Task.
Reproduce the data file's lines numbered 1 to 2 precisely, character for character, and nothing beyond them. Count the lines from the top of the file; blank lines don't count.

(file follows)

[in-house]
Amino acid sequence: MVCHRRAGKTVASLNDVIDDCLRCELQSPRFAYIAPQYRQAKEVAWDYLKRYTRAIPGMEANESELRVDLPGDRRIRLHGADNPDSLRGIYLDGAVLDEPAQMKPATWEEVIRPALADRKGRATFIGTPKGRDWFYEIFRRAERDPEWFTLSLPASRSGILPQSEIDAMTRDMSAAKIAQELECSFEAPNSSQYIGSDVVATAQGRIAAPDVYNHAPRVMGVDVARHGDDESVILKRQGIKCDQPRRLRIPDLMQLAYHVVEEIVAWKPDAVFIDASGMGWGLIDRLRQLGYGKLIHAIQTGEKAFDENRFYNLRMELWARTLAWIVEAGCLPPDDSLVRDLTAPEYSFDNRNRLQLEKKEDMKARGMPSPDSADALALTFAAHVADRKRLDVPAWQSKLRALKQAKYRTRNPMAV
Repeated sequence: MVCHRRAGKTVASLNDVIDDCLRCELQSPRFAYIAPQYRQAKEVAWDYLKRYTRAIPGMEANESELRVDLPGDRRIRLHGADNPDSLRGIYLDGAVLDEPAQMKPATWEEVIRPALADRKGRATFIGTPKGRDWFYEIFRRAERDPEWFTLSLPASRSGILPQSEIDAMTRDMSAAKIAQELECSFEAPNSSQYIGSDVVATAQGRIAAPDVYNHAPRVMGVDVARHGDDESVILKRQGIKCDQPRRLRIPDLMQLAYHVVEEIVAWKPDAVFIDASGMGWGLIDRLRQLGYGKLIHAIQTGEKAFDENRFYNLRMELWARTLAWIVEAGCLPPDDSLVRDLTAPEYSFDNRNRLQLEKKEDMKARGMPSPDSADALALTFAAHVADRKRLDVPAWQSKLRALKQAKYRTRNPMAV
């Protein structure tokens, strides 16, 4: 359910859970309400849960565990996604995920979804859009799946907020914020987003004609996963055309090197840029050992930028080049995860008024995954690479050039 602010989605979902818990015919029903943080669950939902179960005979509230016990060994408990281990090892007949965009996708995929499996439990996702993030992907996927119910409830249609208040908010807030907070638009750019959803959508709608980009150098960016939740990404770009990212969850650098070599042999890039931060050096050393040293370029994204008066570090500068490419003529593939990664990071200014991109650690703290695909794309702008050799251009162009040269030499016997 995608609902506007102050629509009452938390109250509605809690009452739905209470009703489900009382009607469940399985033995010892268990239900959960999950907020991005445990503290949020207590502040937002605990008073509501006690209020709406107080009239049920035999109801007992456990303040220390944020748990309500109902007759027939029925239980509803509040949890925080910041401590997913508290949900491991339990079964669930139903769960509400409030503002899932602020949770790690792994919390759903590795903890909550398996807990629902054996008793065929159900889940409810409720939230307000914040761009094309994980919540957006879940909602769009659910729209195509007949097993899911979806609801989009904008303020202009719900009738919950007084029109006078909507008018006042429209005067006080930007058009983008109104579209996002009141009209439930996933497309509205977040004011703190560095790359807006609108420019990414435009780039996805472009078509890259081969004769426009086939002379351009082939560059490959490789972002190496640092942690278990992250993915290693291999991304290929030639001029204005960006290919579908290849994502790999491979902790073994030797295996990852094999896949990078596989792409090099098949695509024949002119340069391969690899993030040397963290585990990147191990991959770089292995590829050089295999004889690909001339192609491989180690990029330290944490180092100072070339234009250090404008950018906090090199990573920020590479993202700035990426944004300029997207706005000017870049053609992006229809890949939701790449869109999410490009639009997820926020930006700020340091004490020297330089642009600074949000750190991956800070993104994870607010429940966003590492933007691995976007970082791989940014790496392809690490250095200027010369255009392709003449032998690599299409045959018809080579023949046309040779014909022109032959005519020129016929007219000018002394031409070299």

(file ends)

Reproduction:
[in-house]
Amino acid sequence: MVCHRRAGKTVASLNDVIDDCLRCELQSPRFAYIAPQYRQAKEVAWDYLKRYTRAIPGMEANESELRVDLPGDRRIRLHGADNPDSLRGIYLDGAVLDEPAQMKPATWEEVIRPALADRKGRATFIGTPKGRDWFYEIFRRAERDPEWFTLSLPASRSGILPQSEIDAMTRDMSAAKIAQELECSFEAPNSSQYIGSDVVATAQGRIAAPDVYNHAPRVMGVDVARHGDDESVILKRQGIKCDQPRRLRIPDLMQLAYHVVEEIVAWKPDAVFIDASGMGWGLIDRLRQLGYGKLIHAIQTGEKAFDENRFYNLRMELWARTLAWIVEAGCLPPDDSLVRDLTAPEYSFDNRNRLQLEKKEDMKARGMPSPDSADALALTFAAHVADRKRLDVPAWQSKLRALKQAKYRTRNPMAV